A California couple is facing an $18,000 fine after bulldozing 36 Joshua trees from a piece of land where they plan to build a home, according to the San Bernardino County District Attorney's Office.
It's illegal to remove or kill the tree because it's a candidate for the California Endangered Species Act, according to the California Department of Fish and Wildlife (CDFW).
So when a resident in the area noticed that local property owners were bulldozing and burying Joshua trees, they placed an anonymous tip to the California Department of Fish and Wildlife to report it, according to the department. A responding officer went out to the property shortly thereafter and found a hole with Joshua trees buried inside.
The property owners, Jeffrey Walter and Jonetta Nordberg-Walter, were apparently trying to make way for new construction on a home, according to The Los Angeles Times.
"I think a lot of people value these trees as a natural part of the community. A lot of people were really shocked to see someone who knew what they were doing knock over 36 of these and buried them," Capt. Patrick Foy of the California Department of Fish and Wildlife law enforcement division told NBC News. "Many neighbors have gone to great lengths to preserve these trees, and I think it was shocking and upsetting for them to see something this egregious happen."
The investigation into the bulldozing of the trees began in February, but on June 7, a thirty-six-count misdemeanor complaint was filed in the Superior Court of California in San Bernardino County against the couple for the alleged unlawful removal of the trees, according to the San Bernardino County District Attorney's Office.
“Most California citizens who reside in Joshua Tree habitat revere these iconic desert species, more so now than ever because of its degraded population status,” said Nathaniel Arnold, Deputy Chief of the CDFW Law Enforcement Division in a statement.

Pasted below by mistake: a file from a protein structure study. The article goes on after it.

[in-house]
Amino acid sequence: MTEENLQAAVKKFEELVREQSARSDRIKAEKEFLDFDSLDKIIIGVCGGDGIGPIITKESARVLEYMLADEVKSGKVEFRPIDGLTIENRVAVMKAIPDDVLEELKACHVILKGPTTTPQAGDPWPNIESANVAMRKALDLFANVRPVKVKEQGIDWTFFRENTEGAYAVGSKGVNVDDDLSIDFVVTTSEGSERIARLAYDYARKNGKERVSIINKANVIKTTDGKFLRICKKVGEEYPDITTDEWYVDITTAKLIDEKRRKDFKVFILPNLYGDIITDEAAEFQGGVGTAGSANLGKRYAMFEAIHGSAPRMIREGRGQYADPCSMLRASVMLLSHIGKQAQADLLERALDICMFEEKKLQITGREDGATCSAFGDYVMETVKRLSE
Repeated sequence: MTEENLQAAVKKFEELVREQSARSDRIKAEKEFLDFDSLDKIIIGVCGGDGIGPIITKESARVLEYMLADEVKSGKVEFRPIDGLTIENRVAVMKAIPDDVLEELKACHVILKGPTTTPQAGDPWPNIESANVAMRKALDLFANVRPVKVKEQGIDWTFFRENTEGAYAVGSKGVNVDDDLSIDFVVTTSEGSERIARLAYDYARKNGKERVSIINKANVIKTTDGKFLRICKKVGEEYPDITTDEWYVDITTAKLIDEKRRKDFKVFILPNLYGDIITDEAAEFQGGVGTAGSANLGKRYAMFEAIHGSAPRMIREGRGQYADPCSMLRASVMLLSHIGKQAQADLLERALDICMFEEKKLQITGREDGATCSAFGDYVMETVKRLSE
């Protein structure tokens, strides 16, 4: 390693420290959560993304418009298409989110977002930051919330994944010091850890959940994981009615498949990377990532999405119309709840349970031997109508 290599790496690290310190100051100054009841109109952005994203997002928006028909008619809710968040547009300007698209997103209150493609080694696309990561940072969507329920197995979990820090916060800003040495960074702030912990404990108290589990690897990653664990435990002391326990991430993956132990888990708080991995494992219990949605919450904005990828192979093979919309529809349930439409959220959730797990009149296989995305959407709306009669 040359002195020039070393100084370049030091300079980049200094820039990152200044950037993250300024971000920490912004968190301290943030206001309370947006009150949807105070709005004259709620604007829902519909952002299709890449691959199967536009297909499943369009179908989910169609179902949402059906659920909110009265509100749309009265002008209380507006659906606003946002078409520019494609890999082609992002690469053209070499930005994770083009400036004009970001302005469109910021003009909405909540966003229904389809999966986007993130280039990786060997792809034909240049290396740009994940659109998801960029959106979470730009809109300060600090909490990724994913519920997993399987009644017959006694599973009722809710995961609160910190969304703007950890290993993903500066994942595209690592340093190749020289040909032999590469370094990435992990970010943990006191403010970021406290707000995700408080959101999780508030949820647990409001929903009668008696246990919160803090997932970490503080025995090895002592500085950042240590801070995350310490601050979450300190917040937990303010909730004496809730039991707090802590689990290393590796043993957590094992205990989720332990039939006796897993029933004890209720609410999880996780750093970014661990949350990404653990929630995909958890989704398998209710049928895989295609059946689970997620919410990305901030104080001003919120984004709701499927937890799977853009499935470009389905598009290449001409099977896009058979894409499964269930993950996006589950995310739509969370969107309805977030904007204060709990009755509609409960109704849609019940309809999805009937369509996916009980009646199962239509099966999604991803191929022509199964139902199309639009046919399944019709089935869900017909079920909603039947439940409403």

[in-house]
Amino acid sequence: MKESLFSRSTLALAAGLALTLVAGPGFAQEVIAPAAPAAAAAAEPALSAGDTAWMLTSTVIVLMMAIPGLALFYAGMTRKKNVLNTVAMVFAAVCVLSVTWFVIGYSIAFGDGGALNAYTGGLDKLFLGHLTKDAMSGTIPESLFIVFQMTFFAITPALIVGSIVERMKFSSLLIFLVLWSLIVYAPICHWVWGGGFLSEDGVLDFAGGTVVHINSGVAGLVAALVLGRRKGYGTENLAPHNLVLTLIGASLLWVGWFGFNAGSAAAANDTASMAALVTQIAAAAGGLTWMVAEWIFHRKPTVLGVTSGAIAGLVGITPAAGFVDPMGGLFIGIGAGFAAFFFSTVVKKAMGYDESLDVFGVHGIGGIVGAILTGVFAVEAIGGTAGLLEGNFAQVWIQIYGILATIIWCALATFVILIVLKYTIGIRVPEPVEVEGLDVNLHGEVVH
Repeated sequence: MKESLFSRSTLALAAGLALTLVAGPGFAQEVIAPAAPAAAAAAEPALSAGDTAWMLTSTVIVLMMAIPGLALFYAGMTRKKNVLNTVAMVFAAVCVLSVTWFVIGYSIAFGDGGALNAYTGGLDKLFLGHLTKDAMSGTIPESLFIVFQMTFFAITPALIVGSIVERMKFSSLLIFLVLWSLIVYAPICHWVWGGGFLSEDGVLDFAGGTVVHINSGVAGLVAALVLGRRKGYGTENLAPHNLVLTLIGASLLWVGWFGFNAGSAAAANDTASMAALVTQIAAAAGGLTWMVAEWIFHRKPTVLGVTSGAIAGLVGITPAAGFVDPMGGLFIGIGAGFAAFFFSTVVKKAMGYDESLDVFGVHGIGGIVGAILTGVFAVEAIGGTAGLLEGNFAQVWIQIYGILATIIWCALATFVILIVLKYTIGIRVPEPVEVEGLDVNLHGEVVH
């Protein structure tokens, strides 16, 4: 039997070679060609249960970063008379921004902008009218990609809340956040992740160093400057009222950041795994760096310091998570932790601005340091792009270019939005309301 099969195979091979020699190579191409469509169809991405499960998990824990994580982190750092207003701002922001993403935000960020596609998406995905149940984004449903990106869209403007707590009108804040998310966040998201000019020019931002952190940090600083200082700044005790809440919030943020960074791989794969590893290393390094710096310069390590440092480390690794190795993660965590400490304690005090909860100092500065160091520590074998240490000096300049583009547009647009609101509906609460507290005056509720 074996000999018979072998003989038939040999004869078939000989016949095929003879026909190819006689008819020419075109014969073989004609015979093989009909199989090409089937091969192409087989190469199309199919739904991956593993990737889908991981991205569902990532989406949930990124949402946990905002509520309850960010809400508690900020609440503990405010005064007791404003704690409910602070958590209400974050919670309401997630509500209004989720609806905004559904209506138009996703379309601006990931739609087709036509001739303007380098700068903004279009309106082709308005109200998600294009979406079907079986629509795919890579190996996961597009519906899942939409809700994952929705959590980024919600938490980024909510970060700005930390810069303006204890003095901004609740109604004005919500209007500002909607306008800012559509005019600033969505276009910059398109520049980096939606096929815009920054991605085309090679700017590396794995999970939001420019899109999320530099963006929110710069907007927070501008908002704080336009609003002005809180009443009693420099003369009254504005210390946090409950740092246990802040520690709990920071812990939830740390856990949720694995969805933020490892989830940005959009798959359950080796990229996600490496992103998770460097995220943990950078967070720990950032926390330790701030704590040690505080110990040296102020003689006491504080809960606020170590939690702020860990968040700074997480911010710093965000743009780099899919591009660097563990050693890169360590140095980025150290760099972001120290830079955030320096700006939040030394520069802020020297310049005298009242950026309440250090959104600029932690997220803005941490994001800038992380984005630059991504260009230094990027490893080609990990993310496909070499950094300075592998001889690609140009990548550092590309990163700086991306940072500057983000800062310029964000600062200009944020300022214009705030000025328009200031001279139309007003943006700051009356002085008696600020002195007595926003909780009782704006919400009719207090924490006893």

Now the couple is being required by the Superior Court to pay an $18,000 fine — $9,000 each, according to the district attorney.
“We’re pleased to see the citizen tip led to a successful disposition and we hope it serves as a deterrent to others who may think it is acceptable to unlawfully remove Joshua trees to make way for development,” Arnold said.
This comes at a time when people are particularly concerned for the well-being and preservation of the park and its wildlife. In 2019, Joshua Tree National Park visitors had been "illegally off-roading, cutting down trees and spray painting rocks," according to The Washington Post.
Earlier this year, the Center for Biological Diversity, a national nonprofit conservation organization that works to protect endangered species, found that while the the most visible threat is the direct killing of Joshua trees by developers, climate change and fire are also responsible for pushing the species closer to extinction.
For those planning to visit or build in the area, it should be considered that taking a Joshua tree is a misdemeanor which carries a fine and penalty of up to $4,100 and/or six months in jail, according to the California Department of Fish and Wildlife.
Walter and Nordberg-Walter have been granted eligibility to earn credit toward their $18,000 fine by volunteering at the Joshua Tree National Park or the Mojave Desert Land Trust, according to the San Bernardino County District Attorney's Office.